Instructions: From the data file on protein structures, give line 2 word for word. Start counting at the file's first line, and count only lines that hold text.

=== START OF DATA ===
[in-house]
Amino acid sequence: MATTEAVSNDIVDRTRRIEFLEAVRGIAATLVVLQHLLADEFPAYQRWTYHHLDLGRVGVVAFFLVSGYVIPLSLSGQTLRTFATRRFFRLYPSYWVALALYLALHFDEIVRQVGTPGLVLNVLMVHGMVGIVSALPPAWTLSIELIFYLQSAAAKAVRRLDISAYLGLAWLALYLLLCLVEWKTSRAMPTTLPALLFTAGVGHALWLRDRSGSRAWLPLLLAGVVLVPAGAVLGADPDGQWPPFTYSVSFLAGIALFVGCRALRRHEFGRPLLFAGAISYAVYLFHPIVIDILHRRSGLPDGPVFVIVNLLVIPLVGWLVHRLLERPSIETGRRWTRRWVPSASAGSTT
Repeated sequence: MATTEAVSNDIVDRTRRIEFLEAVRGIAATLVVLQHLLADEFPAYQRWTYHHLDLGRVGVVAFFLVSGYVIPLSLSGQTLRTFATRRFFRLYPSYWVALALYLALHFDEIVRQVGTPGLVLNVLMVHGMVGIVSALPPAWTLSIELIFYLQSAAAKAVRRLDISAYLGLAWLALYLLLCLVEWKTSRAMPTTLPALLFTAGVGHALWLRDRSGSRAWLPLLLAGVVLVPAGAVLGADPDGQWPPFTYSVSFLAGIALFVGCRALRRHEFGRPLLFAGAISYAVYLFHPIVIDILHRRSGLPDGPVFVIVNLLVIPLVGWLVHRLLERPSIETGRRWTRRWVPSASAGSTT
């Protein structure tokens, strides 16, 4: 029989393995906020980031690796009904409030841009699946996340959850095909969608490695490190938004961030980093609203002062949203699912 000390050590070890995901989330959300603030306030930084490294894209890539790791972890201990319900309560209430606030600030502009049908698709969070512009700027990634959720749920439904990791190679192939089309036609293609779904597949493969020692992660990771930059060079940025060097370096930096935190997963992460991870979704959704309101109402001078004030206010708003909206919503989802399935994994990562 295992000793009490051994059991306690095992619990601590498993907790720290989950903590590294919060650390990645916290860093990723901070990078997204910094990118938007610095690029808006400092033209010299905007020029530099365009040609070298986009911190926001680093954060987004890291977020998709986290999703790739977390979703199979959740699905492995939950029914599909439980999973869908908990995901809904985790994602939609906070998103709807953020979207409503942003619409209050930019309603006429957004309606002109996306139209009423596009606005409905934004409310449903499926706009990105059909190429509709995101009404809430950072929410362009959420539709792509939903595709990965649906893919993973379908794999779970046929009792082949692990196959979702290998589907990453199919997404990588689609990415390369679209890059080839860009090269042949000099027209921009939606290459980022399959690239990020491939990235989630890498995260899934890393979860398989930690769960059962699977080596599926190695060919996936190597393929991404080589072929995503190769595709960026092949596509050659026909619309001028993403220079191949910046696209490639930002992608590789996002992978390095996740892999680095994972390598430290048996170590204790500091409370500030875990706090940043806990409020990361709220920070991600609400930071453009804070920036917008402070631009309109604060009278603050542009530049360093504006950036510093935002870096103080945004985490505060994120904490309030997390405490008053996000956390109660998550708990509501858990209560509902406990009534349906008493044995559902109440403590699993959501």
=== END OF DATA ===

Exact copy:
Amino acid sequence: MATTEAVSNDIVDRTRRIEFLEAVRGIAATLVVLQHLLADEFPAYQRWTYHHLDLGRVGVVAFFLVSGYVIPLSLSGQTLRTFATRRFFRLYPSYWVALALYLALHFDEIVRQVGTPGLVLNVLMVHGMVGIVSALPPAWTLSIELIFYLQSAAAKAVRRLDISAYLGLAWLALYLLLCLVEWKTSRAMPTTLPALLFTAGVGHALWLRDRSGSRAWLPLLLAGVVLVPAGAVLGADPDGQWPPFTYSVSFLAGIALFVGCRALRRHEFGRPLLFAGAISYAVYLFHPIVIDILHRRSGLPDGPVFVIVNLLVIPLVGWLVHRLLERPSIETGRRWTRRWVPSASAGSTT